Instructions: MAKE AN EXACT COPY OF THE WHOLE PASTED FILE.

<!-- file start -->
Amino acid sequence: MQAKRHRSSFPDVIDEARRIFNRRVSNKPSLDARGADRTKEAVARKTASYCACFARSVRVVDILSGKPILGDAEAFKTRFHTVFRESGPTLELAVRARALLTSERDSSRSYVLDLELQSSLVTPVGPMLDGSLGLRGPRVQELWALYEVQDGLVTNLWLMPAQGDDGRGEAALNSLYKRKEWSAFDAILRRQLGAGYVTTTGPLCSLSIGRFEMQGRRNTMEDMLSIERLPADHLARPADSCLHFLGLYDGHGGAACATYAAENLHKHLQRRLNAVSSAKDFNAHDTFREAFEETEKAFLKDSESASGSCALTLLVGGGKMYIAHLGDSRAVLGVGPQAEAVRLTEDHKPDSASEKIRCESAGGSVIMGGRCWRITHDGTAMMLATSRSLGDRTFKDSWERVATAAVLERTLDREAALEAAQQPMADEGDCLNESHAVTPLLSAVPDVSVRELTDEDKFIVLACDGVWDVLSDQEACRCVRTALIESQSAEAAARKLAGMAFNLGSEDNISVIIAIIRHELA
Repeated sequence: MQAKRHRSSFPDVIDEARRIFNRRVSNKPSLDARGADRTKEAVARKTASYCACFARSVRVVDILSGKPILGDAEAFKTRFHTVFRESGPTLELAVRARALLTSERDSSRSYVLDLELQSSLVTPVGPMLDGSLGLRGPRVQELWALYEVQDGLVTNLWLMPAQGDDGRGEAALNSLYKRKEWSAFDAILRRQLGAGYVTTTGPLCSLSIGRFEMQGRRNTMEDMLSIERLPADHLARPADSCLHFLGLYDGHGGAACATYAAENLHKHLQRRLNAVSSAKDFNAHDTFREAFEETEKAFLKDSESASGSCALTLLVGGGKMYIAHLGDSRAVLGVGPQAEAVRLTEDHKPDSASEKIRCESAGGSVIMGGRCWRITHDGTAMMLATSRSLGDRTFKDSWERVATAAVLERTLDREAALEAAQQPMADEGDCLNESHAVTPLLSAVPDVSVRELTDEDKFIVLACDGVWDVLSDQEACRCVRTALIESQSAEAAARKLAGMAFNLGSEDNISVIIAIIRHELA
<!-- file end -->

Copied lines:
Amino acid sequence: MQAKRHRSSFPDVIDEARRIFNRRVSNKPSLDARGADRTKEAVARKTASYCACFARSVRVVDILSGKPILGDAEAFKTRFHTVFRESGPTLELAVRARALLTSERDSSRSYVLDLELQSSLVTPVGPMLDGSLGLRGPRVQELWALYEVQDGLVTNLWLMPAQGDDGRGEAALNSLYKRKEWSAFDAILRRQLGAGYVTTTGPLCSLSIGRFEMQGRRNTMEDMLSIERLPADHLARPADSCLHFLGLYDGHGGAACATYAAENLHKHLQRRLNAVSSAKDFNAHDTFREAFEETEKAFLKDSESASGSCALTLLVGGGKMYIAHLGDSRAVLGVGPQAEAVRLTEDHKPDSASEKIRCESAGGSVIMGGRCWRITHDGTAMMLATSRSLGDRTFKDSWERVATAAVLERTLDREAALEAAQQPMADEGDCLNESHAVTPLLSAVPDVSVRELTDEDKFIVLACDGVWDVLSDQEACRCVRTALIESQSAEAAARKLAGMAFNLGSEDNISVIIAIIRHELA
Repeated sequence: MQAKRHRSSFPDVIDEARRIFNRRVSNKPSLDARGADRTKEAVARKTASYCACFARSVRVVDILSGKPILGDAEAFKTRFHTVFRESGPTLELAVRARALLTSERDSSRSYVLDLELQSSLVTPVGPMLDGSLGLRGPRVQELWALYEVQDGLVTNLWLMPAQGDDGRGEAALNSLYKRKEWSAFDAILRRQLGAGYVTTTGPLCSLSIGRFEMQGRRNTMEDMLSIERLPADHLARPADSCLHFLGLYDGHGGAACATYAAENLHKHLQRRLNAVSSAKDFNAHDTFREAFEETEKAFLKDSESASGSCALTLLVGGGKMYIAHLGDSRAVLGVGPQAEAVRLTEDHKPDSASEKIRCESAGGSVIMGGRCWRITHDGTAMMLATSRSLGDRTFKDSWERVATAAVLERTLDREAALEAAQQPMADEGDCLNESHAVTPLLSAVPDVSVRELTDEDKFIVLACDGVWDVLSDQEACRCVRTALIESQSAEAAARKLAGMAFNLGSEDNISVIIAIIRHELA